Sea Bass vs Cod – Is One Better? Let’s Compare

Herring vs Sardines – What’s The Difference? Let’s Compare 


Article Resources: Foods For Anti-Aging follows strict guidelines to ensure our content is the highest journalistic standard. It's our mission to provide the reader with accurate, honest and unbiased guidance. Our content relies on medical associations, research institutions, government agencies and study resources. Learn more by reading our editorial policy.
  1. Wikipedia: Bluegill[]
  2. U.S. Fish & Wildlife Service: Bluegill[]
  3. Maryland Department of Natural Resources: Bluegill[]
  4. Bluegill[]
  5. USDA: Bluegill – Lepomis macrochirus[]
  6. Minnesota Department of Natural Resources: Sunfish biology and identification[]
  7. The Department of Natural Resources: Sunfish[]
  8. Wikipedia: Pumpkinseed[]
  9. Pumpkinseed Sunfish[]
  10. FDA: Advice about Eating Fish[]
  11. National Center for Biotechnology Information: Mercury accumulation in largemouth bass (Micropterus salmoides) in a Florida lake[]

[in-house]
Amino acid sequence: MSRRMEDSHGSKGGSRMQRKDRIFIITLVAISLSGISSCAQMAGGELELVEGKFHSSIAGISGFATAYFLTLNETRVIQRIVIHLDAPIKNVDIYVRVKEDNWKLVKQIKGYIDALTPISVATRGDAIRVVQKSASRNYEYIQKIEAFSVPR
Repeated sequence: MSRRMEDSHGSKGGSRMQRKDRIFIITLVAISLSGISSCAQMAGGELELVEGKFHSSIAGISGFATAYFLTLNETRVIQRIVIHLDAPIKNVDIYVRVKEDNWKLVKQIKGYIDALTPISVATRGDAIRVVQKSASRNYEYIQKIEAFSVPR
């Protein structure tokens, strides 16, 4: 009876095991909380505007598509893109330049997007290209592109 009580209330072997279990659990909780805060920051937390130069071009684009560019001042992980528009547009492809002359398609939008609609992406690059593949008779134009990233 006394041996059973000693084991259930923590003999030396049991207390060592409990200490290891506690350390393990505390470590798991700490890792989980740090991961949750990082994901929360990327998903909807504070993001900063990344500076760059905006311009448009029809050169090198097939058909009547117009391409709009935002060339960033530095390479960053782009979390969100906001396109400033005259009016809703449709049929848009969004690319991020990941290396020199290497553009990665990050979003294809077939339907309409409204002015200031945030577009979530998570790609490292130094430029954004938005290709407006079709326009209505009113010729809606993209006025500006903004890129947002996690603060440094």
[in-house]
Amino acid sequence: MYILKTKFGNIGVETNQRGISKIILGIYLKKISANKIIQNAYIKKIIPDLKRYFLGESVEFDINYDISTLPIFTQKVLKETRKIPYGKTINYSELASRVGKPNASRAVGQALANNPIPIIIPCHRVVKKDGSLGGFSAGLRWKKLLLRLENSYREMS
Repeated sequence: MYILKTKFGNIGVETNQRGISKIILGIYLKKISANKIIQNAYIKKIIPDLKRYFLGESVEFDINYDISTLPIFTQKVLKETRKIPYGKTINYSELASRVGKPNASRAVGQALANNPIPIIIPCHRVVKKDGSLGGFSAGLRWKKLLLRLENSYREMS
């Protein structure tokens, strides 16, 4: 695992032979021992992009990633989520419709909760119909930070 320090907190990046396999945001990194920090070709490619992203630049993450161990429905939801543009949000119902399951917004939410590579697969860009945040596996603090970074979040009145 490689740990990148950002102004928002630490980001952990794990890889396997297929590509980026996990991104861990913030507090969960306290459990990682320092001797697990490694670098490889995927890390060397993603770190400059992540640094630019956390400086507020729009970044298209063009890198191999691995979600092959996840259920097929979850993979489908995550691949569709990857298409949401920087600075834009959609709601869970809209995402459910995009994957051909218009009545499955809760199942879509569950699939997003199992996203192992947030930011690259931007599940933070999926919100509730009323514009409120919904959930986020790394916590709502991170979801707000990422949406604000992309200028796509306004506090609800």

12. The Topeka Capital-Journal: Keto, Paleo or Atkins diet? Hunting, fishing can help trim your waistline in 2020[]
  13. Nutritiondata: Fish, sunfish, raw[]
  14. Nutrition Value: Fish, raw, pumpkin seed, sunfish[]
  15. National Center for Biotechnology: Marine Omega-3 Supplementation and Cardiovascular Disease[]
  16. Harvard Health: Key minerals to help control blood pressure[]
  17. National Institutes of Health: Magnesium[]
  18. National Center for Biotechnology Information: Effect of magnesium supplementation on blood pressure: a meta-analysis[]
  19. National Institutes of Health: Selenium[]
  20. American Heart Association: How Potassium Can Help Control High Blood Pressure[]
  21. National Center for Biotechnology Information: The Effect of the Sodium to Potassium Ratio on Hypertension Prevalence: A Propensity Score Matching Approach[]
  22. Harvard Health: Potassium lowers blood pressure[]

Kevin Garce

Kevin Garce is a Certified Health Coach who encourages people by informing them on nutrition and food topics important to them. His years of research and knowledge inspire people to achieve their goals. Read more here About Me

Recent Posts